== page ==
In light of that overlap, as well as the evolution of corporate compensation practices since 1986, we believe the purpose and effects of the SDA rules should be re-examined for non-exempt entities. 


U.S.-based employers are increasingly using full-value share vehicles such as restricted stock and restricted stock units (payable in cash or stock at the employee’s election) in their LTIC plans.9  To satisfy the employers’ long-term compensation objectives, three to five years of service is generally required for vesting, with some plans having deferral periods up to ten years.10  Because of the uncertainty under the SDA rules, such LTIC plans must be adapted for use in Canada.

One major obstacle for taxable Canadian corporations is that Canada Revenue Agency (CRA) interprets the “purpose” test of the SDA rules very broadly. CRA nearly always finds that a full-value plan has a tax deferral purpose whenever the deferral period is longer than three years even where the plan is not structured or motivated by tax deferral considerations.11 In effect, CRA’s rulings focus on the characteristics or outcome of the plan rather than on the purpose of the plan.  Indeed, in response to a request to issue guidelines describing when a “purpose” would be found the Agency stated, “Because of the wide variety of arrangements . . . we have not been able to formalize general guidelines as to what will, or will not, be evidence of ‘purpose’ or as to the difference between ‘purpose’ and ‘main purpose.’”12  More than 20 years have elapsed since CRA’s initial statement and no additional guidance has been promulgated with respect to the purpose test. As important, no consensus has emerged among practitioners about how to design a plan that complies with it. Consequently, Canadian LTIC plan designers stay within the three-year safe-harbour rule of paragraph (k) in the definition of an SDA in subsection 248(1).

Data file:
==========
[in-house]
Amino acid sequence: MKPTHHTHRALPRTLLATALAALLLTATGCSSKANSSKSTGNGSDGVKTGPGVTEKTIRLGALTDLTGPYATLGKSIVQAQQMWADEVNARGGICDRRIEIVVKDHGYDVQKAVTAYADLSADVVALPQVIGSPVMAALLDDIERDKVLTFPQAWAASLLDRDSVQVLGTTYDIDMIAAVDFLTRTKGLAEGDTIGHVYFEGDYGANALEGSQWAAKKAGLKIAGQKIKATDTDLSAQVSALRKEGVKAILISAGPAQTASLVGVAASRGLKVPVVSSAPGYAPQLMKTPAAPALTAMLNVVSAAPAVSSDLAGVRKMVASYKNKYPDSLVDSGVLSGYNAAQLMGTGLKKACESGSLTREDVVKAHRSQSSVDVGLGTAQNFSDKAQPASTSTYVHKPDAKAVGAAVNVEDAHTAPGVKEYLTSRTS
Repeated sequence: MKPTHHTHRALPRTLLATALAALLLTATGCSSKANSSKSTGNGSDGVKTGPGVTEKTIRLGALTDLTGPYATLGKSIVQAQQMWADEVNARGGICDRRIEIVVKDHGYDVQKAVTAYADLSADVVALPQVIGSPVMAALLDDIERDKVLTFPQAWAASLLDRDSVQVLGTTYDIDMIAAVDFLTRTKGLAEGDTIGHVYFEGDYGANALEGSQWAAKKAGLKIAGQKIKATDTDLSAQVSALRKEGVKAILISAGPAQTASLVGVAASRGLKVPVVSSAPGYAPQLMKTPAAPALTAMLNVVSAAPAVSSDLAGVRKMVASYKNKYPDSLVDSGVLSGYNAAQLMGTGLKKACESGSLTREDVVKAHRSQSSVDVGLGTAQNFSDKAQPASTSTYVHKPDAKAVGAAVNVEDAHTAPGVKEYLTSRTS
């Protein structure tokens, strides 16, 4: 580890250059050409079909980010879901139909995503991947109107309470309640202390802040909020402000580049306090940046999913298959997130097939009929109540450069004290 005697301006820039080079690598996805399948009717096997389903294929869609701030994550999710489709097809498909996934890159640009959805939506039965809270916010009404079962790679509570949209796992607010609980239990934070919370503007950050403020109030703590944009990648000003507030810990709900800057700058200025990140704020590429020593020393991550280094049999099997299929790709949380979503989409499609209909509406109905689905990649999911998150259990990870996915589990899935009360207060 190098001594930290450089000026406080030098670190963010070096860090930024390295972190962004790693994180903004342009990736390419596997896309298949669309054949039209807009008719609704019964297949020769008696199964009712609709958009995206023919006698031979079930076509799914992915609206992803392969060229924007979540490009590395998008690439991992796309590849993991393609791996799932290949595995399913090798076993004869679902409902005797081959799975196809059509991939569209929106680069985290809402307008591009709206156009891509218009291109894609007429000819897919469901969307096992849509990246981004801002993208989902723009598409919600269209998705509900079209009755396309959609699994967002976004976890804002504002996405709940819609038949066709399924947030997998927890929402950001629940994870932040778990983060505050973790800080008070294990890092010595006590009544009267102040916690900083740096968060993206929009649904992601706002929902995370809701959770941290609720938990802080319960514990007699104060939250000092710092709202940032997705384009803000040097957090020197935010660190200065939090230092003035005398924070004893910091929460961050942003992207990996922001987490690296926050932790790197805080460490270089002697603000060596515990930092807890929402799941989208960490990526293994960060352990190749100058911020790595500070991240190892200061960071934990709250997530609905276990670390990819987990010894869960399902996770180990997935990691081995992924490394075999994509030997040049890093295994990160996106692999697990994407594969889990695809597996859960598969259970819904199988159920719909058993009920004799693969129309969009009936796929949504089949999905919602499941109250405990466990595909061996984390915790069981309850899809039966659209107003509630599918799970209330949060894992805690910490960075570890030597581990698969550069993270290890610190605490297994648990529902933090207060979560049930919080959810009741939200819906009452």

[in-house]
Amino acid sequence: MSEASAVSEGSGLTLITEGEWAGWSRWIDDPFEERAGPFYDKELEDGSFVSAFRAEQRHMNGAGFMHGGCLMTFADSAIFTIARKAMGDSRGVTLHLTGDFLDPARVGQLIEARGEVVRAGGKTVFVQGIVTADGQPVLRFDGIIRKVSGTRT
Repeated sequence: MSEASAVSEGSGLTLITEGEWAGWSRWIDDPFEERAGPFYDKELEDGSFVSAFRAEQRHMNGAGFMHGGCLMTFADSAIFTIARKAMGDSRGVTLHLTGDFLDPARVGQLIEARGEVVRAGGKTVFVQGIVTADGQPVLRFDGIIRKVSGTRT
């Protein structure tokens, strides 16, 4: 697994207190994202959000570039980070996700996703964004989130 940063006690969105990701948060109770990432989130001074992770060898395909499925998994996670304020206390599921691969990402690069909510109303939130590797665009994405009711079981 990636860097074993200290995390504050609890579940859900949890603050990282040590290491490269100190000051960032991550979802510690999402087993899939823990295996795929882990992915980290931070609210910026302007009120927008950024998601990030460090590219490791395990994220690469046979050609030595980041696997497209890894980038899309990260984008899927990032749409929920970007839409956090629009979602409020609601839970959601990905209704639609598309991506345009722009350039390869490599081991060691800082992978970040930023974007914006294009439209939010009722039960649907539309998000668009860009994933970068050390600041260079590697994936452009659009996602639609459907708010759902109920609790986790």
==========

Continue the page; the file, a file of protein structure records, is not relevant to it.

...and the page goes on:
The three-year rule, however, frustrates employers’ objectives of establishing a long-term incentive plan. In today’s global economy, the use of full-value share vehicles with vesting provisions longer than three years is necessary to (1) attract and retain the most talented individuals and (2) align the long-term interests of those key employees with shareholders. As a result, Canadian employers are at a competitive disadvantage with those in the United States that are afforded more scope in their plan designs.

To ensure that the Canadian tax treatment of LTIC plans is competitive with the United States while preserving administrable and consistent tax policy rules for the treatment of such plans, we suggest that the Department of Finance consider introducing changes to the SDA legislation or the Income Tax Regulations. Specifically, consistent with the legislative background of the SDA provision (discussed above and cited in footnotes two through four), we suggest the following alternatives:

  • limit the rules to tax-exempt employers. (Employers that pay income tax under statutes such as the Ontario Electricity Act, 1998, and similar provincial legislation should not be considered tax exempt).